With persistent questions about President Joe Biden’s cognitive abilities and worsening concerns about the nation’s economy, it might not be surprising to see his approval rating continue to sink lower.
His persistent unpopularity has caused many of his fellow Democrats to argue, either implicitly or explicitly, that he should drop out of the running ahead of the 2024 presidential election. That sentiment was on full display in the results of a New York Post/Siena College survey last month that showed nearly 2 in 3 Democrats are hoping to see a name other than Biden on the ballot.
A more recent Yahoo News/YouGov poll put the situation in even starker terms. As pollsters found while conducting that survey, nearly 40% of respondents said it would be “the worst thing that could happen” if Biden is elected to serve a second term in the White House.
While it is worth noting that former President Donald Trump received similar results in response to the same question about his prospective re-election in 2024, there is a major distinction between the two. Nearly 1 in 4 respondents said that a second Trump term would be “the best thing” whereas only 8% of those polled said the same about Biden.
The poll found that only 18% of respondents believe Biden should run for a second term. Furthermore, fewer than 3 in 10 of those who voted for the president in 2020 think he should launch a re-election campaign.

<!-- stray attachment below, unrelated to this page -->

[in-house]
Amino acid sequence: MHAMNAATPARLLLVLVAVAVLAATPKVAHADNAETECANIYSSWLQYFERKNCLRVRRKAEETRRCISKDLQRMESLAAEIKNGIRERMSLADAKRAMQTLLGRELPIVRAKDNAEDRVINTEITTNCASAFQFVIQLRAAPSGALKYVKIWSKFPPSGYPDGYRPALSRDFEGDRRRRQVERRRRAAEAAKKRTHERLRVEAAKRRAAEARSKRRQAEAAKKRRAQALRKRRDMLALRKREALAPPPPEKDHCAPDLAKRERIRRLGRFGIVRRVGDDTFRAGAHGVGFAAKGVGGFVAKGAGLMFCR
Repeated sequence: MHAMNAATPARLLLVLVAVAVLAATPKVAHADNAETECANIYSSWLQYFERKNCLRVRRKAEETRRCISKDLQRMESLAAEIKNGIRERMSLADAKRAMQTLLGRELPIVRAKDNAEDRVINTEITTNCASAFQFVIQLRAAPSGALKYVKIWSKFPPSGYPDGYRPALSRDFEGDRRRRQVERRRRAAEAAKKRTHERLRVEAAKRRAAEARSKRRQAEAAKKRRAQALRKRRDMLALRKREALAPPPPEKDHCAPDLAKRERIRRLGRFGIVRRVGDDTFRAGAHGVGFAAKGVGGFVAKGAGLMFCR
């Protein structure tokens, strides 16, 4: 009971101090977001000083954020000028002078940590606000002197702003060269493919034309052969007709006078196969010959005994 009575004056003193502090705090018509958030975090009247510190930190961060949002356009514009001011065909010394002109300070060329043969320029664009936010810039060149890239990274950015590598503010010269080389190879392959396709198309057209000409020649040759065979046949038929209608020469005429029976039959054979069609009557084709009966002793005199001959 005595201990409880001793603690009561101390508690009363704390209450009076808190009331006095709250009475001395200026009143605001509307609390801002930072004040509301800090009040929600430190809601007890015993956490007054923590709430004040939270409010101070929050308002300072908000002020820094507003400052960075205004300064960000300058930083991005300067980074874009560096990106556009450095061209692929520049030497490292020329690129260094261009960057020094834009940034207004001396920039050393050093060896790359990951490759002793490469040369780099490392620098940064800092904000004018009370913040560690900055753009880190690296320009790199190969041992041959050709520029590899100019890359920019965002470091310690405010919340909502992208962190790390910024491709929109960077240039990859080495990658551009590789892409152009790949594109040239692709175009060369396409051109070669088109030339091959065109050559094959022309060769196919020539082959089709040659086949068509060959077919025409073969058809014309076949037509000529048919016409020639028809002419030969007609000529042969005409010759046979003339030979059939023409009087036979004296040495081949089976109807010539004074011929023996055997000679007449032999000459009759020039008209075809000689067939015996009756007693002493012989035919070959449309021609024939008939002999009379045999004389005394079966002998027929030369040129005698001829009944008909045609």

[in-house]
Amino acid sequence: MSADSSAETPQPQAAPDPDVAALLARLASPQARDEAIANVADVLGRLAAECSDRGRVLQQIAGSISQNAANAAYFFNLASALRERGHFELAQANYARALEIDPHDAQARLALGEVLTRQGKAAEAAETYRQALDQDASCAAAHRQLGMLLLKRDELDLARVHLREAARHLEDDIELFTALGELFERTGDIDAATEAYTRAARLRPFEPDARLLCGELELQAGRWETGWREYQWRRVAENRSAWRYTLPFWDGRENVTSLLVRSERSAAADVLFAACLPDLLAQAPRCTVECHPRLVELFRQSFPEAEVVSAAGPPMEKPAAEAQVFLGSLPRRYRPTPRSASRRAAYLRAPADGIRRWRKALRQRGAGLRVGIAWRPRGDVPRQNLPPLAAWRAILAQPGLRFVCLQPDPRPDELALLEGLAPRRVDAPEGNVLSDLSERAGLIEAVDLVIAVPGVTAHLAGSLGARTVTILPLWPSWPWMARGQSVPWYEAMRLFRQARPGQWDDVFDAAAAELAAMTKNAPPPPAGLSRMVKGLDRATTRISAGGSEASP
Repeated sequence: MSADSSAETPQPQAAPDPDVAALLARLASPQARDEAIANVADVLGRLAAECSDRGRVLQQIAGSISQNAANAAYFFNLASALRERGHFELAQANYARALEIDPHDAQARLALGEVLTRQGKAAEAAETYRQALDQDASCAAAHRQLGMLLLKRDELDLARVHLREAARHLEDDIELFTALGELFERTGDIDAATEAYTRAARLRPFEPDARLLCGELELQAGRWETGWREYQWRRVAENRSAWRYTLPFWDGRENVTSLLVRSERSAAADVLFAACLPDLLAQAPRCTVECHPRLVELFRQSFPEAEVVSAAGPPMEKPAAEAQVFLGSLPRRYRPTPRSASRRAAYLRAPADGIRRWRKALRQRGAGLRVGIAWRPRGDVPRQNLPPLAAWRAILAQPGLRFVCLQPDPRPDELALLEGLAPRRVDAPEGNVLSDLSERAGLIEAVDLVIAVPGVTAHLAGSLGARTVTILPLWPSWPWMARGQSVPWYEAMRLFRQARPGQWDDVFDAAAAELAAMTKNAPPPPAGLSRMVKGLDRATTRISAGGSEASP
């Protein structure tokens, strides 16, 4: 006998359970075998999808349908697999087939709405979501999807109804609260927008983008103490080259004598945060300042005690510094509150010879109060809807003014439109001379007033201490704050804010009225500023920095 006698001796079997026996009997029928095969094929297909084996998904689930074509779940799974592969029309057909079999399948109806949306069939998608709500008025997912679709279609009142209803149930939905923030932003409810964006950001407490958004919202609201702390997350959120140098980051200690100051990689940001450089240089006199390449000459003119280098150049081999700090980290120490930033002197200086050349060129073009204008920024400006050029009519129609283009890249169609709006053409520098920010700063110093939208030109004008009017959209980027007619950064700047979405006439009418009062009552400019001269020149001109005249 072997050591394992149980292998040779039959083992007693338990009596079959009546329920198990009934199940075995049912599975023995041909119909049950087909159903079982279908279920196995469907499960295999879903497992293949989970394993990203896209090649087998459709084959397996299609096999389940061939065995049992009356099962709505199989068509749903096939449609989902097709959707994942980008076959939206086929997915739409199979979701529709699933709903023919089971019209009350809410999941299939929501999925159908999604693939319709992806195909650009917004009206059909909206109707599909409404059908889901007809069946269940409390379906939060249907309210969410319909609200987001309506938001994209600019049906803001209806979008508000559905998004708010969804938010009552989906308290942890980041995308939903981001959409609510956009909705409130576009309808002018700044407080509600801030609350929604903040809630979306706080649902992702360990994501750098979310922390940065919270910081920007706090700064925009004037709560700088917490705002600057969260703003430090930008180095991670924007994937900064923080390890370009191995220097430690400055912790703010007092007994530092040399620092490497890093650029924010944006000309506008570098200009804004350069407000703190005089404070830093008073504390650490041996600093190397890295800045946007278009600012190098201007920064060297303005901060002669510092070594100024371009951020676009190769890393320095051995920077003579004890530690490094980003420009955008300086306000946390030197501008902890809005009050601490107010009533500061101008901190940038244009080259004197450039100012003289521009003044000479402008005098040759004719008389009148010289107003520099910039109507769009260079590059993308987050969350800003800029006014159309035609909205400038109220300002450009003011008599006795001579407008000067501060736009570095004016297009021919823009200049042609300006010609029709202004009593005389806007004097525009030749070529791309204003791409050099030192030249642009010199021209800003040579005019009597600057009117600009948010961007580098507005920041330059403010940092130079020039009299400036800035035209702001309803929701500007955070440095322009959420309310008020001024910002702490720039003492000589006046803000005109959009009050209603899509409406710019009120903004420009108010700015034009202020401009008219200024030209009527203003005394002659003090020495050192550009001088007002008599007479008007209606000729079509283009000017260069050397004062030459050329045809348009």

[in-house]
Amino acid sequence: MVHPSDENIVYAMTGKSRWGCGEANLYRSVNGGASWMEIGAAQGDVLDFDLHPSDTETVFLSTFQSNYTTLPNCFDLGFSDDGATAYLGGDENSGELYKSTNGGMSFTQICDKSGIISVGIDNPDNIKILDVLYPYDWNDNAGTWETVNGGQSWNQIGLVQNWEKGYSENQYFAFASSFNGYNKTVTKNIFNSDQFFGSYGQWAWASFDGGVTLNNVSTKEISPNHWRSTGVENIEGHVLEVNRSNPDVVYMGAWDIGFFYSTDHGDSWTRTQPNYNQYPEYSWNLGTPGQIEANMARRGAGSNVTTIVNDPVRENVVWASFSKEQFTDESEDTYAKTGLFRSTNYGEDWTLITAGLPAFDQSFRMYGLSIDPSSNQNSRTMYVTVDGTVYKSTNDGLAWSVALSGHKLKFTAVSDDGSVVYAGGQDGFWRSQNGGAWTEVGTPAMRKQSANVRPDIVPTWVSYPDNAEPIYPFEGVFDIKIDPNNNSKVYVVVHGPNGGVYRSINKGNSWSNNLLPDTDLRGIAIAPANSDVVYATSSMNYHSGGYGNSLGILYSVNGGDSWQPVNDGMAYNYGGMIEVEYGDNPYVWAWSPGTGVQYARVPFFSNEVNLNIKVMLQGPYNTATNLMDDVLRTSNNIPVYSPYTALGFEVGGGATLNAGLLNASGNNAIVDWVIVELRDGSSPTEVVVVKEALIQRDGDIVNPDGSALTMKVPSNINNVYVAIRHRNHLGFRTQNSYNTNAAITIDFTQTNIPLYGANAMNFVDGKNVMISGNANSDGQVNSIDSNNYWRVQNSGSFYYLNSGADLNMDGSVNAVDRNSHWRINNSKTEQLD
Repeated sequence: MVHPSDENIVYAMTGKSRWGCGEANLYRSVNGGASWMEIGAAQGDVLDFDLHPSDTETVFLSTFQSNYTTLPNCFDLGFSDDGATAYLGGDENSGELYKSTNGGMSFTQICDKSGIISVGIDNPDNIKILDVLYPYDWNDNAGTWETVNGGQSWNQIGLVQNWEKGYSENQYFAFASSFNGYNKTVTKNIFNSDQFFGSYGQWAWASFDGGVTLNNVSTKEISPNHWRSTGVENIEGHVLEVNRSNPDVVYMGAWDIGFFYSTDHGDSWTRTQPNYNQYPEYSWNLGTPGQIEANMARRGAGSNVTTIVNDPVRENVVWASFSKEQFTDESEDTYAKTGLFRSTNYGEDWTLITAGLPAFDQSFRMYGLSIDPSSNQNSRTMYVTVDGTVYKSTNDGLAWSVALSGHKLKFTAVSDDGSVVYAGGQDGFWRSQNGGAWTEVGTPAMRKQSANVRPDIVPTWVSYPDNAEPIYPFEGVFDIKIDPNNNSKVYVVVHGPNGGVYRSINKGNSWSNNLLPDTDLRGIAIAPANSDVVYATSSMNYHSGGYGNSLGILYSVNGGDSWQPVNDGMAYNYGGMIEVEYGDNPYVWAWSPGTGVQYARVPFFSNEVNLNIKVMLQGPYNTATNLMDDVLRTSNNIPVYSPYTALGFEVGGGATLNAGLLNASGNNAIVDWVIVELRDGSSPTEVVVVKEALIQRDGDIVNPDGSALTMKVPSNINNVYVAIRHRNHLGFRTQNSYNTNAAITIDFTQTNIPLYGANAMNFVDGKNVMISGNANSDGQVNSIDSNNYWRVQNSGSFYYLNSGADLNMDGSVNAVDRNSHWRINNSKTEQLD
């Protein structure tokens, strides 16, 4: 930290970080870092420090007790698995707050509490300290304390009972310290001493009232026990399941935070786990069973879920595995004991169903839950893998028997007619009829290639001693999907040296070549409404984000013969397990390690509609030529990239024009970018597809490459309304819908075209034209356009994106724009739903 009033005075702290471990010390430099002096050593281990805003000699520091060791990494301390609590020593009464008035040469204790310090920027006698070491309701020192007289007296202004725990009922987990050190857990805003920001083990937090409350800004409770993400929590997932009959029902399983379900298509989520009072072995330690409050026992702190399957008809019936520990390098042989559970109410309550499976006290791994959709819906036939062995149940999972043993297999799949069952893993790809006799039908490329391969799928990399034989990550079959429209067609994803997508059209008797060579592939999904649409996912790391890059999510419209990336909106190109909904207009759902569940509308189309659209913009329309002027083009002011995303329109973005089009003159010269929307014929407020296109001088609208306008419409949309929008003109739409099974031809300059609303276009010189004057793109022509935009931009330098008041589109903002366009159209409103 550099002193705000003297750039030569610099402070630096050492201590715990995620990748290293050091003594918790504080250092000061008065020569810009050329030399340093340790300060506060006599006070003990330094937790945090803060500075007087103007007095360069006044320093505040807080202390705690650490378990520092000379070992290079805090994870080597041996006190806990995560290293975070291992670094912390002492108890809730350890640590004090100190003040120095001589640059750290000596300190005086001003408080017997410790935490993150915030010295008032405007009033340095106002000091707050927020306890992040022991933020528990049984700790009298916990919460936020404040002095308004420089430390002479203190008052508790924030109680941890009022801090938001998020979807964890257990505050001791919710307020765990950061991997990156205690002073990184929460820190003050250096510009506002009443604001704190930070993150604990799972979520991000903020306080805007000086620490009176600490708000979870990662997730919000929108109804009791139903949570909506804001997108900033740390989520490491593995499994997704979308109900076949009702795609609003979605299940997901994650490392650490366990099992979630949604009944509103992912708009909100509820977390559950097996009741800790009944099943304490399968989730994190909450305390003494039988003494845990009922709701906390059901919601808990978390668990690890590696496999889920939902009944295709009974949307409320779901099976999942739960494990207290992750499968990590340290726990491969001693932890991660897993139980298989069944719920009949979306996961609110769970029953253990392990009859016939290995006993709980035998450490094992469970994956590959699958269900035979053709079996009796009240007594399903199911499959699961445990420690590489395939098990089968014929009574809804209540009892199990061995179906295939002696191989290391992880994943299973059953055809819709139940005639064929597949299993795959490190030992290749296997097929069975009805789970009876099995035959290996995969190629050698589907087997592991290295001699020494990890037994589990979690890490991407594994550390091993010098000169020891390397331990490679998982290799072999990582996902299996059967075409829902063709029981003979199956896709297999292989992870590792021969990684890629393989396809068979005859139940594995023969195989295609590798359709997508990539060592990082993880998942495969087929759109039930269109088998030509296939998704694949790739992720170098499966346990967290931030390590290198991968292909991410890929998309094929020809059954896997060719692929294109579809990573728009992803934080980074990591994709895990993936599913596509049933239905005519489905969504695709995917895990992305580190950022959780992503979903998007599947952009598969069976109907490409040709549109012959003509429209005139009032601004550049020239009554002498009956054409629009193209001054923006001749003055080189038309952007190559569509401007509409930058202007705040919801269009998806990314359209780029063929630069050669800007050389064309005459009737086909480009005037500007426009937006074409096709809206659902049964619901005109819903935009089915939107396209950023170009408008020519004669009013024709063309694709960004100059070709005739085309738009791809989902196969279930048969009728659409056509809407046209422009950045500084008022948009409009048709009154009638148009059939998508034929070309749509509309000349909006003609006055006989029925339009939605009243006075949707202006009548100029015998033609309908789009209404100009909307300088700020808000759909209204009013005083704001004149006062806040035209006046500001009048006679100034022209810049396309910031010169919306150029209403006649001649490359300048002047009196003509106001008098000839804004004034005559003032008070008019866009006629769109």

More than twice as many Republicans – 57% – say Trump would be a stronger candidate in 2024 than he was in 2020 than Democrats – 26% – who say the same about Biden.
NEW Poll w/@YahooNews: Most Republicans (57%) say Trump would be a stronger candidate now than he was in 2020, while just 26% of Democrats say the same about Biden.https://t.co/pVrhUuz2F4 pic.twitter.com/5FwDfjVmIP
— YouGov America (@YouGovAmerica) August 4, 2022
About 1 in 3 Democrats and a clear majority of respondents overall believe Biden would be a weaker candidate in 2024 than he was in 2020. On the other hand, only 17% of Republicans think Trump would be weaker ahead of a re-election bid compared to 57% who say he would be a stronger candidate.
Despite the disconcerting news about the Biden administration and the Democratic Party’s chances in 2024, the White House has sought to change the subject when reporters bring up any of the recent polls.
In response to last month’s polling numbers, White House press secretary Karine Jean-Pierre said: “Not to get into politics from here or get into any political analysis, [but] this is not something — there’s going to be many polls. They’re going to go up, they’re going to go down, this is not the thing that we are solely focused on.”